Cleaning my basement recently, I came upon an issue of The New York Times dated Friday, April 13, 1990. The headlines tell about the East Germans issuing an apology for Nazi crimes, Americans finding excuses for not being part of the census, early glaucoma being found in President Bush’s eye, and the Pulitzer Prizes that were announced the day before. Inside, there are reports about the Soviet military unhappy with President Gorbachev after the Communist Party relinquished sole power in the government; the move of twenty Orthodox Jewish families in Jerusalem into some housing in the Christian quarter of the Old City, which provoked a protest by hundreds of Christian clerics who were sprayed with tear gas by the soldiers guarding the settlers; Britain seizing a big forged-steel tube made by a British manufacturer going to Iraq, because custom officials determined it could be used to build a missile launcher capable of hurling warheads for hundreds of miles—despite the chief executive of the company saying it would blow itself into pieces if they tried to use it as a weapon. How familiar all this sounds.
At the beginning of September, a Beijing criminal court announced a decision that called attention to the difficult and sometimes tragic circumstances of millions of migrant workers in China who have left their countryside homes to work for low wages under deplorable circumstances in the cities. The court gave a three-year jail sentence to a man who ran an unlicensed, low-cost kindergarten for the children of these migrant workers. He was found to have left a group of such children without supervision in a locked room. A fire started. Eight of the children were saved by the owner of the building who, providentially, happened by at just that moment to collect unpaid rent, but one died.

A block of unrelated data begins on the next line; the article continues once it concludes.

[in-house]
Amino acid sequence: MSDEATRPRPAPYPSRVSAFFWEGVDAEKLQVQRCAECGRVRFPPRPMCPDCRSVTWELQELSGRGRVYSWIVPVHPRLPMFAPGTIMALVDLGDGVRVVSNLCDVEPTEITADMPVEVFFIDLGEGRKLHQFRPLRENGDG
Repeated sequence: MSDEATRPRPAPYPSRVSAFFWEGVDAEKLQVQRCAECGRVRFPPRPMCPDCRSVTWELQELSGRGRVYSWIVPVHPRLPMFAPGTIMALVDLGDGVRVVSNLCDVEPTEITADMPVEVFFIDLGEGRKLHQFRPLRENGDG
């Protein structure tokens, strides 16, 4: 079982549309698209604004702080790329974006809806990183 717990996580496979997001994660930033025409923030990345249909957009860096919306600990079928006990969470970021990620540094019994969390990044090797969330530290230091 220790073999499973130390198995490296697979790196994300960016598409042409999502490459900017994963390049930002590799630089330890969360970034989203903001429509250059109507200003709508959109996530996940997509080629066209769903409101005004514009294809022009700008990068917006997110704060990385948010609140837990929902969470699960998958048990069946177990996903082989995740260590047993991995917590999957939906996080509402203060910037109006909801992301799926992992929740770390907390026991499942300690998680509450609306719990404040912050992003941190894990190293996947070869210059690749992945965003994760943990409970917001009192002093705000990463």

There are an estimated 130 million nung-gong, or peasant workers, in China, making up what Lixin Fan, in his powerful documentary Last Train Home calls “the world’s largest human migration.”
President Obama announced on August 31 that the main force of US troops has left Iraq, leaving about 50,000 Americans to help maintain the peace and support the Iraqi army and police. This was good news for American servicemen, their families, and the nation. But this departure should not be accompanied by a withdrawal of our support for the Iraqi people, particularly the millions of Iraqis who have fled their homes and who continue to live in limbo both inside Iraq and in other countries. During a recent mission to observe the situation of these displaced Iraqis, this reality became painfully clear to me.
Several remarkable things have happened here in Italy in the past week. One: Prime Minister Silvio Berlusconi, that self-styled man for all seasons—tycoon, soccer team owner, politician, crooner, swain—the perennial fixer who not too long ago said, in Milanese dialect, ghe pensi mi, “I’ll take care of it”—“il premier,” il Cavaliere (that is, Sir Silvio), has apparently been driven by the present political situation to say, “I don’t know what to do.”